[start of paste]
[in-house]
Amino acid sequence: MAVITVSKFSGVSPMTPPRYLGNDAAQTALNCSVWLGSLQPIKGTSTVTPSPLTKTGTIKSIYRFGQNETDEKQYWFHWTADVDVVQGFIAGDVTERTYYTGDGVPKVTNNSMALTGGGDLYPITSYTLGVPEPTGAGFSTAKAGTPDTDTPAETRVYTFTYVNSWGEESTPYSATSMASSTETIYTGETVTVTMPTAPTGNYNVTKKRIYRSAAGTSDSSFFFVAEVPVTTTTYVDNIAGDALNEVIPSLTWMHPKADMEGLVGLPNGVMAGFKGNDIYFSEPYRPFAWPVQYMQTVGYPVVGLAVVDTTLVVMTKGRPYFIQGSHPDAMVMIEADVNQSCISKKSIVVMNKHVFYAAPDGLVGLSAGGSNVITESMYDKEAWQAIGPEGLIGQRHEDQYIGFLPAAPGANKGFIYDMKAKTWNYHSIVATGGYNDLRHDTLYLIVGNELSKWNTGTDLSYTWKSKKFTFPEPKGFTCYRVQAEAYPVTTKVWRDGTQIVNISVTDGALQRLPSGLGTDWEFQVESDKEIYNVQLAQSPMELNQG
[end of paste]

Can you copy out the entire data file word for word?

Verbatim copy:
[in-house]
Amino acid sequence: MAVITVSKFSGVSPMTPPRYLGNDAAQTALNCSVWLGSLQPIKGTSTVTPSPLTKTGTIKSIYRFGQNETDEKQYWFHWTADVDVVQGFIAGDVTERTYYTGDGVPKVTNNSMALTGGGDLYPITSYTLGVPEPTGAGFSTAKAGTPDTDTPAETRVYTFTYVNSWGEESTPYSATSMASSTETIYTGETVTVTMPTAPTGNYNVTKKRIYRSAAGTSDSSFFFVAEVPVTTTTYVDNIAGDALNEVIPSLTWMHPKADMEGLVGLPNGVMAGFKGNDIYFSEPYRPFAWPVQYMQTVGYPVVGLAVVDTTLVVMTKGRPYFIQGSHPDAMVMIEADVNQSCISKKSIVVMNKHVFYAAPDGLVGLSAGGSNVITESMYDKEAWQAIGPEGLIGQRHEDQYIGFLPAAPGANKGFIYDMKAKTWNYHSIVATGGYNDLRHDTLYLIVGNELSKWNTGTDLSYTWKSKKFTFPEPKGFTCYRVQAEAYPVTTKVWRDGTQIVNISVTDGALQRLPSGLGTDWEFQVESDKEIYNVQLAQSPMELNQG